This was Jack van Ommen’s slogan when he started his circumnavigation at age 68. “SoloMan” is his story of the nine years, fifty one countries, six continents voyage.
An excerpt from the chapter: “All is lost” :
“The moon is full, but a heavy cloud cover from the dying storm and the lingering rain limits my visibility. My headlamp light is quickly swallowed up in the darkness. The steady beam of light from the nearby lighthouse sweeps over a cataclysmic sight. It is slowly starting to sink in that this chapter of my life is coming to a violent end.”
What now?” ( continue reading) “
In ‘SoloMan’, Jack van Ommen relives an incredible adventure, beginning with his departure from the Pacific Coast, and ending nine years later in the storm-tossed seas off Mallorca. He started with only a dream, his thirty foot wooden sailboat and $150 in his checking account. After visiting 51 countries and with 48,000 nautical miles in his wake, Jack’s journey comes to an abrupt end when his boat is lost, and with it, his few remaining possessions.
This is the story of that life-changing experience at sea, and of how one man was able to transcend certain adversity with hope, persistence and an abiding faith in God and his fellow man.
On November 16, 2013, on his way from Europe to South America, to cross the Atlantic for the third time, he shipwrecked. “Fleetwood” the thirty foot plywood boat, his for nearly half his lifetime and now his only home, was lost with all his possessions.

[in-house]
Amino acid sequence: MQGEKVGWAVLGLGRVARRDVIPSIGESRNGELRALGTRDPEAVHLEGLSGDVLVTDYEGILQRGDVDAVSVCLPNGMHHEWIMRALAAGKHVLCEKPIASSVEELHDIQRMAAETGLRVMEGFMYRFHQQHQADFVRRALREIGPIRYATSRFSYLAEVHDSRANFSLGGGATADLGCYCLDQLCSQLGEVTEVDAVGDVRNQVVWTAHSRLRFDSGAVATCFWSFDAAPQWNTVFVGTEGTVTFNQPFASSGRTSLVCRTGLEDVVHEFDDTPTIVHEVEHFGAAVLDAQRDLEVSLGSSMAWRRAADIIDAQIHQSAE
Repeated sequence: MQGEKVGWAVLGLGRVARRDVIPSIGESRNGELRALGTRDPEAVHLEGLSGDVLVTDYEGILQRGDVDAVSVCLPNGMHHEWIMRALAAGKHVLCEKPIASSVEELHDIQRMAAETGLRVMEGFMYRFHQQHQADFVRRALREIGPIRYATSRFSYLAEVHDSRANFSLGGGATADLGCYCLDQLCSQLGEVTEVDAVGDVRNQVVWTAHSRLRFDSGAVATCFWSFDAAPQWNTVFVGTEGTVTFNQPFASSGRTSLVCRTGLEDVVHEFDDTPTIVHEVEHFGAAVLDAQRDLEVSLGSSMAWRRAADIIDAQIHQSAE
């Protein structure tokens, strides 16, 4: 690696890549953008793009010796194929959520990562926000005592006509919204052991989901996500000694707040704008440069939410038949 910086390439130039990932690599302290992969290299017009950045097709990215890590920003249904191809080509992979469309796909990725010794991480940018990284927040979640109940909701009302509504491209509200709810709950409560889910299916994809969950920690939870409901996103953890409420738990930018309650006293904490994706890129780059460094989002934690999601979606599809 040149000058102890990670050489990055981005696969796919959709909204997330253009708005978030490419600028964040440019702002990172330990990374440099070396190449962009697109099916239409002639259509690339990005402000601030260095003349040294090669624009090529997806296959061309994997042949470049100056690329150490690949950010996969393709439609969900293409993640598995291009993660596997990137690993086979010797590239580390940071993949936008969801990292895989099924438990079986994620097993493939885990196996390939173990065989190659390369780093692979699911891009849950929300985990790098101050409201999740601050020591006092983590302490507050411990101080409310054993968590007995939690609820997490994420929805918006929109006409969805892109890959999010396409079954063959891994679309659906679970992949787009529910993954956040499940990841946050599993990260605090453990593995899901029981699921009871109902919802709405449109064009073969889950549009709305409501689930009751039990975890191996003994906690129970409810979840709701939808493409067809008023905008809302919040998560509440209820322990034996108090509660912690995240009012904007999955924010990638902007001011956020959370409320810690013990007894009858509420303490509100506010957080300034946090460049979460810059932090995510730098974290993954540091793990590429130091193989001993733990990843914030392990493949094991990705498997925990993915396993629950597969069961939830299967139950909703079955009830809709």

Many books have been written about sailing circumnavigations. “Soloman” is unique in the low budget, the route he followed, the resilience in adversity and his multi language ability to communicate and discover. The book contains a collection of his happenstance encounters: The beheading of a German sailor on Madagascar, a woman reunites with her father she has searched for all her life through the writer’s blog post of a meeting in a Romanian village, through a shortwave radio contact on the Atlantic Ocean he ends up with a detailed story how his mother spent the war in German concentration camps, on visiting Napoleon’s grave on the island of St. Helena, he learns that his triple great grandfather was one of the very few survivors of Napoleon’s 1812 Russia expedition, etc.
It is part autobiography when he explains what drives his curiosity and attraction to sail alone. A dream that started in childhood but evaporated in bankruptcy in 2000, which left him with next to nothing and his long neglected “Fleetwood”. In 2002 his Social Security payments afforded him to begin overhauling and equipping the boat. When Jack van Ommen left Santa Barbara, California for his 3,000 mile crossing to the Marquesas his net worth was all of $150 in his checking account and the boat, with a promise of a $1,450 monthly Social Security deposit at the end of the twenty eight day ocean crossing.